The Maritime History of the Great Lakes
British Whig (Kingston, ON), 11 Feb 1898

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p.1 Further Restriction - amendment to the American navigation laws; no Canadian vessel to call at two or more American ports in succession for cargo or passengers; will have big effect on St. Lawrence river.

p.4 Capt. Hemens Is On Deck - Sackett's Harbor, Feb. 9th - two men went on board steamer Gilbert to remove a steam pump they claimed to own; Capt. Hemens returned while they were on board and ejected them from the vessel. [Watertown Times]

p.5 District Dashes - On the authority of Capt. G. Johnston, chief engineer of the Richelieu & Ontario navigation company, it is learned that the company has withdrawn the threatened suit against Belleville relating to the small pox affair of last summer.

Feb. 12, 1898

p.2 Improvements Being Made - The steamer Arundell, which ran last season between Oswego and the Thousand Islands and which is now in winter quarters at Detroit, will be put in commission again next summer. When she makes her maiden trip at the opening of the summer season she will be a revelation to her admirers of a season ago. The improvements will include a complete electrical plant and a powerful searchlight.

R. & O. N. Co. Appointment - The first of the officers of the Richelieu & Ontario navigation company's new steamer Toronto has been appointed in the person of William Black, chief engineer of the steamer Hamilton. Mr. Black will be the chief engineer of the new boat.



The red light at Snake Island is not in a satisfactory position and the department of marine will have it shifted from its present location. For some hundred feet east and south east of Four Mile light runs a bed of flat rock, not covered with sufficient water to allow heavily laden boats to pass over it. On this ledge several steamers have grounded and it has been a source of nuisance to mariners. The light now stands back from the edge, which is marked by two barrel buoys, one south of the light and one north. The light will be moved southeast and located at the edge of the rock bed, so that steamers keeping it just to the left will find the deep water passage. Another great improvement to be instituted by the department is the buoying of the old ship channel. This will be fully appreciated by the lake captains who feel more at home with heavy draught boats in coming down that channel. There is some talk of a light being placed on the shore as a guide through the channel at night time.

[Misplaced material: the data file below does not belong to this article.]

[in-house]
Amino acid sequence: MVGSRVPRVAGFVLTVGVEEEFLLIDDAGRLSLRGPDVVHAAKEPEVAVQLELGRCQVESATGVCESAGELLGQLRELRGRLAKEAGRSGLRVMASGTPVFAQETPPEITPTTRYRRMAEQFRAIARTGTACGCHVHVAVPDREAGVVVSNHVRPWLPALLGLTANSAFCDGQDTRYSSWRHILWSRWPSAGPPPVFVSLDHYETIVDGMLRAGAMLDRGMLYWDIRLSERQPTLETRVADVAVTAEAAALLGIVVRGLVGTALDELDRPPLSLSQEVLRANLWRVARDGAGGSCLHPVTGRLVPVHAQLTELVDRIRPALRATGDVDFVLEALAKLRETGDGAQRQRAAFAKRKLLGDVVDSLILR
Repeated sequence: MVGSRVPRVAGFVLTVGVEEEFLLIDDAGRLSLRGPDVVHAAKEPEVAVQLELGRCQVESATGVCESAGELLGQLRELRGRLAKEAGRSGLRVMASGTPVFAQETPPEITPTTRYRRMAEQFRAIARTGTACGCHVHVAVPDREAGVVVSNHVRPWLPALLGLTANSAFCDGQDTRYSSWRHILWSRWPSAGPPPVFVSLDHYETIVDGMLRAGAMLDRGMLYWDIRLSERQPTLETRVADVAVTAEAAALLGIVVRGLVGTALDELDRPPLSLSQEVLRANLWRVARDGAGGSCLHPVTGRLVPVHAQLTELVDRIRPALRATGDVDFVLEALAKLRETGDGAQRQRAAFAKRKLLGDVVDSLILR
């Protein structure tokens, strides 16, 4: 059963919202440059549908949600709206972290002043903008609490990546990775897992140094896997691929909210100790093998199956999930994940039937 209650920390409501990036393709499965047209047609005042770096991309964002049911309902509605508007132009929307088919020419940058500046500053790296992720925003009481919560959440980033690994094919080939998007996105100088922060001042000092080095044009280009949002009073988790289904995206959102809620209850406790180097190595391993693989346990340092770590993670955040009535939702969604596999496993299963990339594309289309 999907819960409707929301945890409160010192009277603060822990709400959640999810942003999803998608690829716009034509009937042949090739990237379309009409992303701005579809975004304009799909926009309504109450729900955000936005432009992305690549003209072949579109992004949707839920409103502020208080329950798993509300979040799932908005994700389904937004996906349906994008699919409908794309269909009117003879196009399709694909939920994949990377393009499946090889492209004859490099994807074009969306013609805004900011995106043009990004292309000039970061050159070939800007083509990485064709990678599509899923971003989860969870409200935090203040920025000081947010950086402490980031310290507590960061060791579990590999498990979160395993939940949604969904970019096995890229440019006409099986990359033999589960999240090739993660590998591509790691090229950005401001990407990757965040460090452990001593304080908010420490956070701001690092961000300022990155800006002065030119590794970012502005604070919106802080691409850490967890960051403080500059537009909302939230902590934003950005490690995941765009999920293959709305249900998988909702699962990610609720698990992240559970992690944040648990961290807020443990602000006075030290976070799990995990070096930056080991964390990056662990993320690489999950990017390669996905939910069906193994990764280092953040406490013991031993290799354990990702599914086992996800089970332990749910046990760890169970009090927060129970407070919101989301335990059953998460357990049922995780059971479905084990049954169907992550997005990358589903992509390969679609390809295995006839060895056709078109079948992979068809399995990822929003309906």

Almost Frozen To Death - on Lake Ontario with fishermen. [Ogdensburg Journal]

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11 Feb 1898
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  • Ontario, Canada
    Latitude: 44.22976 Longitude: -76.48098
Rick Neilson
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pd [more details]
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Public domain: Copyright has expired according to the applicable Canadian or American laws. No restrictions on use.
Maritime History of the Great Lakes
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British Whig (Kingston, ON), 11 Feb 1898